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Connecting with a Teenager

answered 11:59 AM EST, Fri September 05, 2014
anonymous anonymous
I need any advice on how to create a connection with my 16 year old son. I left him and his mother when he was just a baby. I was an alcoholic and actually she kicked me out, not that I made any effort to stay or to stay involved in his life. I sent birthday gifts but I missed some years. I have more than 2 years of non stop sobriety behind me now. Long story short my exwife wants my son to get to know me. She is really a wonderful and forgiving person and she wants us to have a relationship. I want it also. We went out to the park with her and it was OK and we even all laughing and joking but then I took him out for dinner alone the next weekend and it was so awkward and uncomfortable for both of us. He would not say anything but yes or no and I don’t know what to do. He obviously does not want to do this so should I force things?

Rev. Christopher Smith Says...

Rev. Christopher Smith C. Smith
LCAC, LMHC, LMFT
Google+

While there could be more going on in your particular situation where it would be helpful to have someone sit down and help you talk, the situation you describe sounds quite normal and may not really have the conclusions that you have reached. Interacting with teenagers is different. It is tempting to think of them as children, yet they are pushing for more autonomy and self-definition. It is tempting to look at them as adults, but they have not quite developed to that point either.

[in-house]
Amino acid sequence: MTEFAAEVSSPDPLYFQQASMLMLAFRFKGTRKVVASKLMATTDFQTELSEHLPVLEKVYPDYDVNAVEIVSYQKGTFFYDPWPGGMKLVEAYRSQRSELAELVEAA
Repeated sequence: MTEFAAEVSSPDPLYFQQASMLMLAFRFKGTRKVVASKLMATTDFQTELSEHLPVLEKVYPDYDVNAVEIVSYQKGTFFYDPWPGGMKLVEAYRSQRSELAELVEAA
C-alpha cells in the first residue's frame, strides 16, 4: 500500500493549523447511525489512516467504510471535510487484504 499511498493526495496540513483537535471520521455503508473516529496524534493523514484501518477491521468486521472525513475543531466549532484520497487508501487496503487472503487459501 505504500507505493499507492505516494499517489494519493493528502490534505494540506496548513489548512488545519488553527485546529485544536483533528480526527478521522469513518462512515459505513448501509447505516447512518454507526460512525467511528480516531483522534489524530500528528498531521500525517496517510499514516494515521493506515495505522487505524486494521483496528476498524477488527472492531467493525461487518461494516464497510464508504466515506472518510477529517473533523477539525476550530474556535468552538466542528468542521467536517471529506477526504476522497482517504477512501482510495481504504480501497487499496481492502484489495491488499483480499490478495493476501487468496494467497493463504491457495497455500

One of the questions to ask is what type of a relationship are you wanting to establish with your son and what might he be looking for, even if he is not saying it. Just from what you have said, it does not sounds like you are looking to be in a strong parenting role and neither of the other two are looking for that either. I would also suspect that you are not looking to try and foster a "best friend" role. Once you work out what type of a relationship everyone is hoping for (perhaps more akin to a mentor) then you may find it easier to move towards that goal.

When you met with your son and ex-wife, the conversation was moderated by the fact that your ex-wife was a connection between the two of you. When you were on your own, the training wheels were off. Connecting with teens is not an easy task. Every year, high school teachers have to try and bridge that gap and gain the trust of their new students. People of your son's age are more focused on peers than forming relationships with adults. Developmentally, they are more involved in breaking away from parents than forging new relationships with adults. However, teenagers do look for people that have something to offer, especially if they have the choice to take it or not. This is to say that I would not be so certain that he doesn't want to have some type of a relationship with you but that it will take time.

You can't regain the time that has passed. You will not have a strong role as a child's father but you may develop a positive relationship over time and even be able to take on the role of an adult parent. Working at it, allowing things to be awkward at times, you can journey to a place where there will be peace and wholeness.

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Page last updated Sep 05, 2014

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